[5] The Cloud-Aerosol Lidar with Orthogonal Polarization (CALIOP) orbits Earth roughly 14 times a day on the Cloud-Aerosol Lidar and Infrared Pathfinder Satellite Observation (CALIPSO) platform, part of the A-Train constellation. During the first 18 months of operation, CALIOP pointed 0.3° away from geodetic nadir in the forward along-track direction, to avoid specular lidar returns from still water [Winker et al., 2007]. However, a review of the obtained data showed that, at this angle, specular returns from oriented crystals in ice clouds introduced biases of unexpected magnitude in the retrieval of optical properties for the affected cloud layers. To avoid these effect, the off-nadir angle was permanently increased to 3° in November 2007 after two test periods. Subsequent studies showed that at 0.3°, the presence of oriented crystals in a cloud layer produces atypical values of layer-integrated attenuated backscatter and depolarization ratio [Hu et al., 2007; Cho et al., 2008]. The present study applies this knowledge to infer the frequency of oriented crystals in clouds from CALIOP 0.3° off-nadir observations, with the objectives to understand (1) their seasonal and geographical global distribution and (2) how thermodynamical atmospheric conditions affect preferential orientation at both synoptic and local scales. Due to the limitations of lidar penetration in thicker clouds, results of the present study will be mostly representative of optically thin clouds.

[6] The CALIOP observations used in the present study are presented in section 2, along with the algorithm used to detect the presence of oriented crystals in clouds. We then expose the retrieved properties of oriented crystals, focusing first on their concentration (section 3), second on their vertical distribution–temperature and position within the cloud (section 4), and finally on their geographic/seasonal distribution and relationship with synoptic-scale dynamic indicators (section 5). Findings are discussed in section 6.

2. Detecting Horizontally Oriented Particles in Cloud Layers

2.1. Cloud Layers

[7] From CALIOP's initial laser shot on 7 June 2006 to the definitive off-nadir angle change on 27 November 2007, approximately 18 months of CALIOP data were recorded at 0.3° off-nadir angle. The whole data set for this period has been considered in the present study, excluding the 3° off-nadir angle test periods (7 November to 17 November 2006 and 21 August to 7 September 2007). Following recent CALIOP analyses [e.g., Pitts et al., 2007; Noel et al., 2008], only nighttime observations were considered since they are less affected by instrumental bias and provide better signal-to-noise ratio, amounting to a little more than 6700 half orbits or 25 millions profiles over the considered period. The period from June to November is better sampled (700 to 800 half orbits per month) than the rest of the year (350 to 400), with December 2006 being the least sampled month with two missing observation weeks due to satellite issues (252 half orbits).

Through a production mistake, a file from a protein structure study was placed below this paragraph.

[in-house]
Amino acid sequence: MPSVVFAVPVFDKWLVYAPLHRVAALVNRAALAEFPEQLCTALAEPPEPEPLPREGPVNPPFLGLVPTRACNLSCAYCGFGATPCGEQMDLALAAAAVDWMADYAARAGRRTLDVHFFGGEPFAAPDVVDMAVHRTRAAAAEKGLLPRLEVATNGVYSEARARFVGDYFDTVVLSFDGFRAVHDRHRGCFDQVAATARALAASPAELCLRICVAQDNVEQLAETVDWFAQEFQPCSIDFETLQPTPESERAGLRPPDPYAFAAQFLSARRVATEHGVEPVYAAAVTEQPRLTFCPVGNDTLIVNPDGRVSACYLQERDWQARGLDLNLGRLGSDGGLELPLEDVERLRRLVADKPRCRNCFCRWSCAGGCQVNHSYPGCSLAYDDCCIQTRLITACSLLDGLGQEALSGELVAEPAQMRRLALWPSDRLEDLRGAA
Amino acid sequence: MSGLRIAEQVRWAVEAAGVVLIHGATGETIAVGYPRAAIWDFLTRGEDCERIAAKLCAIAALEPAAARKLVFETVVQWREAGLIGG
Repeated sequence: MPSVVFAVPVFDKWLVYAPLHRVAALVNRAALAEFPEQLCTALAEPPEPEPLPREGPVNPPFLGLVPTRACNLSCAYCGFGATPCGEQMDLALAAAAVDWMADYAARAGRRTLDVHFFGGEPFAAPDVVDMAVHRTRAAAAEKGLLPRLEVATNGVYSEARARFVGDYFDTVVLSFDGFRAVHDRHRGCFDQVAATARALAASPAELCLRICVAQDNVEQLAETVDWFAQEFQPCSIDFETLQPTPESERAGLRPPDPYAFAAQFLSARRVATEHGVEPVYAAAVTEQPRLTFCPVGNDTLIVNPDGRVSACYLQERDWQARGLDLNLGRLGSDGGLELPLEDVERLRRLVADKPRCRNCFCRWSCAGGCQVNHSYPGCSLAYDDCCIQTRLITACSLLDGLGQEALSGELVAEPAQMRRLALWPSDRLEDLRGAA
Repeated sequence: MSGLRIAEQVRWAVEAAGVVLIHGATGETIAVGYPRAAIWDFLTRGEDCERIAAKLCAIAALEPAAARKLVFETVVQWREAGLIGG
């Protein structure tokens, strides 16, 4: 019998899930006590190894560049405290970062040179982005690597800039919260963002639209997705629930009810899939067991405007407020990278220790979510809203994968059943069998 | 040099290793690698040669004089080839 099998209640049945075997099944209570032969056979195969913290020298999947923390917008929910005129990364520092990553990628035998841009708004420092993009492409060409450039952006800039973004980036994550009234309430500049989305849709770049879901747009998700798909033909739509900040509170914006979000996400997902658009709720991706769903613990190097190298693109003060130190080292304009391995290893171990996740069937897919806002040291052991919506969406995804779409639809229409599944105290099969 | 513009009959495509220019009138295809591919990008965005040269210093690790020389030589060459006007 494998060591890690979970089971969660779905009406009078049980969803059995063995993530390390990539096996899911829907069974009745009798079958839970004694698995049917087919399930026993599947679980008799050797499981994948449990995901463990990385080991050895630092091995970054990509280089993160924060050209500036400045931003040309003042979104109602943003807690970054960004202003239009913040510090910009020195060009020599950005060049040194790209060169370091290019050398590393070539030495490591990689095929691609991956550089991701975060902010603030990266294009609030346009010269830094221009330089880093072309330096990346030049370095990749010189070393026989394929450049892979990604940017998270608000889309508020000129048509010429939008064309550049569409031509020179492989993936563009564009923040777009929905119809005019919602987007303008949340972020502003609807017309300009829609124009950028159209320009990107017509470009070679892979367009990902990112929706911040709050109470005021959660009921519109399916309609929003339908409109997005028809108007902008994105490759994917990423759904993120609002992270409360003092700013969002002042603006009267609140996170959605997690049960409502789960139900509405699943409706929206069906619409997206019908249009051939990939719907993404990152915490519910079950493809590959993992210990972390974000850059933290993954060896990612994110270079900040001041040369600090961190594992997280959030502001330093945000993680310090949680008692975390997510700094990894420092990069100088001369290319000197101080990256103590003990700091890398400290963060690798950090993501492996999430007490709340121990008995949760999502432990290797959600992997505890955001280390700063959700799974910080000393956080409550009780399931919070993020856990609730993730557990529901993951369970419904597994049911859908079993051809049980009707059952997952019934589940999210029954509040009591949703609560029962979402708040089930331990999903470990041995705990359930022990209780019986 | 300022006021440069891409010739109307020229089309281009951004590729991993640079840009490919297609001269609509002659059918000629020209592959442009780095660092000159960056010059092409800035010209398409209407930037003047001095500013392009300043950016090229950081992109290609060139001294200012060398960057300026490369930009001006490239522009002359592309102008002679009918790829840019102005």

[8] The CALIOP level 2 Cloud Product describes cloud physical properties [Vaughan et al., 2005] after atmospheric layers were detected in level 1 data and identified as clouds using an adaptive threshold on the magnitude and spectral variation of lidar backscatter [Vaughan et al., 2004]. The present study uses the following level 2 data: cloud base and top altitudes, layer-integrated attenuated backscatter, volume depolarization and color ratios. The granularity of cloud altitudes in level 2 data depend on the level 1 data resolution, 30 m for layers below 8.2 km and 60 m above; hence, in the rest of the paper, the term ≪cloud layer≫ will describe a slice of atmosphere at least 5 km long and 30 m tall identified by its optical properties as a cloud by the CALIOP level 2 algorithms. The cloud midlayer temperature and the tropopause altitude were also used, both included in level 2 data files and provided by NASA's Global Modeling and Assimilation Office using the Goddard Earth Observing System Model 5 model (GEOS-5). Finally, we also used the level 2 layer opacity flag which describes if there is still signal backscattered below a layer by searching for the ground return. Its absence means the lidar laser beam was totally attenuated while penetrating the last described layer, hence it is impossible to be sure if that layer was probed down to its base.

[9] Level 2 data contains the CALIOP thermodynamical phase flag, which identifies a cloud as either liquid water or ice [Liu et al., 2005]. However, at the time of writing, the algorithm did not take into account oriented crystals, meaning their presence often leads to misclassification. Because of this, the level 2 cloud phase flag was not used here. Instead, ice clouds were identified using values of layer-integrated backscatter and depolarization as explained in the next section.

2.2. Ice Clouds and Horizontally Oriented Crystals